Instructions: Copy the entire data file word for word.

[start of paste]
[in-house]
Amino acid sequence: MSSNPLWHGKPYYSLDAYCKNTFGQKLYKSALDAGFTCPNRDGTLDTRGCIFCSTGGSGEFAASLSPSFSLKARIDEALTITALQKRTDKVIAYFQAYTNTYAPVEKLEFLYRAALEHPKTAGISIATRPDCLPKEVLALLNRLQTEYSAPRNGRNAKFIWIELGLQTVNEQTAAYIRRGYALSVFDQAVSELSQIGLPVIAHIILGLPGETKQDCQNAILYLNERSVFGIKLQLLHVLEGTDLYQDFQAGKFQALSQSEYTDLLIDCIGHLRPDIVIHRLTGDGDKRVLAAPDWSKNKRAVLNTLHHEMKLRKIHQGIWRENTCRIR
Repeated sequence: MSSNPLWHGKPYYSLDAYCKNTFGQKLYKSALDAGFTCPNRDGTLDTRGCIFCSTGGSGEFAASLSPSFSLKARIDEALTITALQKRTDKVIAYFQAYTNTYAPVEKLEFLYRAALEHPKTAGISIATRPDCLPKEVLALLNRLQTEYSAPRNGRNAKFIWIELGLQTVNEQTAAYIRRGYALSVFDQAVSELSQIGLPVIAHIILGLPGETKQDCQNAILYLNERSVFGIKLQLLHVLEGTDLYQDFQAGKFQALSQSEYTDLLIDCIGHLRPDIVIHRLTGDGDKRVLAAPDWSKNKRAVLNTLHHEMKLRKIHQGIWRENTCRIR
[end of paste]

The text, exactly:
[in-house]
Amino acid sequence: MSSNPLWHGKPYYSLDAYCKNTFGQKLYKSALDAGFTCPNRDGTLDTRGCIFCSTGGSGEFAASLSPSFSLKARIDEALTITALQKRTDKVIAYFQAYTNTYAPVEKLEFLYRAALEHPKTAGISIATRPDCLPKEVLALLNRLQTEYSAPRNGRNAKFIWIELGLQTVNEQTAAYIRRGYALSVFDQAVSELSQIGLPVIAHIILGLPGETKQDCQNAILYLNERSVFGIKLQLLHVLEGTDLYQDFQAGKFQALSQSEYTDLLIDCIGHLRPDIVIHRLTGDGDKRVLAAPDWSKNKRAVLNTLHHEMKLRKIHQGIWRENTCRIR
Repeated sequence: MSSNPLWHGKPYYSLDAYCKNTFGQKLYKSALDAGFTCPNRDGTLDTRGCIFCSTGGSGEFAASLSPSFSLKARIDEALTITALQKRTDKVIAYFQAYTNTYAPVEKLEFLYRAALEHPKTAGISIATRPDCLPKEVLALLNRLQTEYSAPRNGRNAKFIWIELGLQTVNEQTAAYIRRGYALSVFDQAVSELSQIGLPVIAHIILGLPGETKQDCQNAILYLNERSVFGIKLQLLHVLEGTDLYQDFQAGKFQALSQSEYTDLLIDCIGHLRPDIVIHRLTGDGDKRVLAAPDWSKNKRAVLNTLHHEMKLRKIHQGIWRENTCRIR